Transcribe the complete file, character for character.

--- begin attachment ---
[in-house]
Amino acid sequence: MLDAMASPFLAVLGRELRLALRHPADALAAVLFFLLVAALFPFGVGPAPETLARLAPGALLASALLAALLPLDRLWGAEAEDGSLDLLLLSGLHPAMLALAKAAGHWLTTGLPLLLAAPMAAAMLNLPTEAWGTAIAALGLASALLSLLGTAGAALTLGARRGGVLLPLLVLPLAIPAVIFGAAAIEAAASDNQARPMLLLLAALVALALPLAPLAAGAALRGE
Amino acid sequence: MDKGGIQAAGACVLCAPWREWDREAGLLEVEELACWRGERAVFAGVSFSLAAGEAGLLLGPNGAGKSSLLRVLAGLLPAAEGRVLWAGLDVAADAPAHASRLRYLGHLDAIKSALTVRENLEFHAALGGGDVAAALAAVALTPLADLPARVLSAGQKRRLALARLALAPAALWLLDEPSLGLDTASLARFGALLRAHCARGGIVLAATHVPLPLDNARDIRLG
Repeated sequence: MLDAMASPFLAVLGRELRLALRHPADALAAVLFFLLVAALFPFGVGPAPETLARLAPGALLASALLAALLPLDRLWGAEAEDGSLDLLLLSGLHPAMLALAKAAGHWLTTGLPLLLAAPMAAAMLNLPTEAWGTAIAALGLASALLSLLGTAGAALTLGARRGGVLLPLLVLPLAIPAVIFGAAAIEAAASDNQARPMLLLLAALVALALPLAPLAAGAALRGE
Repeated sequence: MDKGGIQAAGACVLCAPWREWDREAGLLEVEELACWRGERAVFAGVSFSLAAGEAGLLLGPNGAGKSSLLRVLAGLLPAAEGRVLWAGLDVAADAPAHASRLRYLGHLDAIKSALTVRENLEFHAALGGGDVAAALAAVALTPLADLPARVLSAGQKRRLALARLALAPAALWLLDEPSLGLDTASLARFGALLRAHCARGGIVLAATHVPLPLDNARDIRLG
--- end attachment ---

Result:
[in-house]
Amino acid sequence: MLDAMASPFLAVLGRELRLALRHPADALAAVLFFLLVAALFPFGVGPAPETLARLAPGALLASALLAALLPLDRLWGAEAEDGSLDLLLLSGLHPAMLALAKAAGHWLTTGLPLLLAAPMAAAMLNLPTEAWGTAIAALGLASALLSLLGTAGAALTLGARRGGVLLPLLVLPLAIPAVIFGAAAIEAAASDNQARPMLLLLAALVALALPLAPLAAGAALRGE
Amino acid sequence: MDKGGIQAAGACVLCAPWREWDREAGLLEVEELACWRGERAVFAGVSFSLAAGEAGLLLGPNGAGKSSLLRVLAGLLPAAEGRVLWAGLDVAADAPAHASRLRYLGHLDAIKSALTVRENLEFHAALGGGDVAAALAAVALTPLADLPARVLSAGQKRRLALARLALAPAALWLLDEPSLGLDTASLARFGALLRAHCARGGIVLAATHVPLPLDNARDIRLG
Repeated sequence: MLDAMASPFLAVLGRELRLALRHPADALAAVLFFLLVAALFPFGVGPAPETLARLAPGALLASALLAALLPLDRLWGAEAEDGSLDLLLLSGLHPAMLALAKAAGHWLTTGLPLLLAAPMAAAMLNLPTEAWGTAIAALGLASALLSLLGTAGAALTLGARRGGVLLPLLVLPLAIPAVIFGAAAIEAAASDNQARPMLLLLAALVALALPLAPLAAGAALRGE
Repeated sequence: MDKGGIQAAGACVLCAPWREWDREAGLLEVEELACWRGERAVFAGVSFSLAAGEAGLLLGPNGAGKSSLLRVLAGLLPAAEGRVLWAGLDVAADAPAHASRLRYLGHLDAIKSALTVRENLEFHAALGGGDVAAALAAVALTPLADLPARVLSAGQKRRLALARLALAPAALWLLDEPSLGLDTASLARFGALLRAHCARGGIVLAATHVPLPLDNARDIRLG